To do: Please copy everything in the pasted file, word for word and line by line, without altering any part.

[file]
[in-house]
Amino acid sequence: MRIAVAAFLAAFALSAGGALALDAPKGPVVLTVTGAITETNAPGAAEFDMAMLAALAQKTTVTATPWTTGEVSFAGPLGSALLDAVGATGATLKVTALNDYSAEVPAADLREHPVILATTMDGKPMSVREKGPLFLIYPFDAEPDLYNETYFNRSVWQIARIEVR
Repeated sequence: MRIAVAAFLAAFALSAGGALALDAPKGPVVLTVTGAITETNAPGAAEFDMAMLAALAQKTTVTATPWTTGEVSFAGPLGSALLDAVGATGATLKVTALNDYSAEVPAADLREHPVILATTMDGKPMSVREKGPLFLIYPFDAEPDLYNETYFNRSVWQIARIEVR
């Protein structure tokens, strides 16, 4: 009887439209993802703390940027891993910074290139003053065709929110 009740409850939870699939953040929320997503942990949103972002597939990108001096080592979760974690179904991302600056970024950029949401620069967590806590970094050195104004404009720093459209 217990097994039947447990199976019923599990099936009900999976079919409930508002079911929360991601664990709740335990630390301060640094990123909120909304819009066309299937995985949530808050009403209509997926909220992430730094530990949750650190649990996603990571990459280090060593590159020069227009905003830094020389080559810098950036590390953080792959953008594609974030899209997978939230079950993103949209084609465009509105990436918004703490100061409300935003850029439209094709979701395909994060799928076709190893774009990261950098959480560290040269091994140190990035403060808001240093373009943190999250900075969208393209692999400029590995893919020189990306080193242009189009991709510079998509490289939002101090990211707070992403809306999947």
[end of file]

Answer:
[in-house]
Amino acid sequence: MRIAVAAFLAAFALSAGGALALDAPKGPVVLTVTGAITETNAPGAAEFDMAMLAALAQKTTVTATPWTTGEVSFAGPLGSALLDAVGATGATLKVTALNDYSAEVPAADLREHPVILATTMDGKPMSVREKGPLFLIYPFDAEPDLYNETYFNRSVWQIARIEVR
Repeated sequence: MRIAVAAFLAAFALSAGGALALDAPKGPVVLTVTGAITETNAPGAAEFDMAMLAALAQKTTVTATPWTTGEVSFAGPLGSALLDAVGATGATLKVTALNDYSAEVPAADLREHPVILATTMDGKPMSVREKGPLFLIYPFDAEPDLYNETYFNRSVWQIARIEVR
């Protein structure tokens, strides 16, 4: 009887439209993802703390940027891993910074290139003053065709929110 009740409850939870699939953040929320997503942990949103972002597939990108001096080592979760974690179904991302600056970024950029949401620069967590806590970094050195104004404009720093459209 217990097994039947447990199976019923599990099936009900999976079919409930508002079911929360991601664990709740335990630390301060640094990123909120909304819009066309299937995985949530808050009403209509997926909220992430730094530990949750650190649990996603990571990459280090060593590159020069227009905003830094020389080559810098950036590390953080792959953008594609974030899209997978939230079950993103949209084609465009509105990436918004703490100061409300935003850029439209094709979701395909994060799928076709190893774009990261950098959480560290040269091994140190990035403060808001240093373009943190999250900075969208393209692999400029590995893919020189990306080193242009189009991709510079998509490289939002101090990211707070992403809306999947």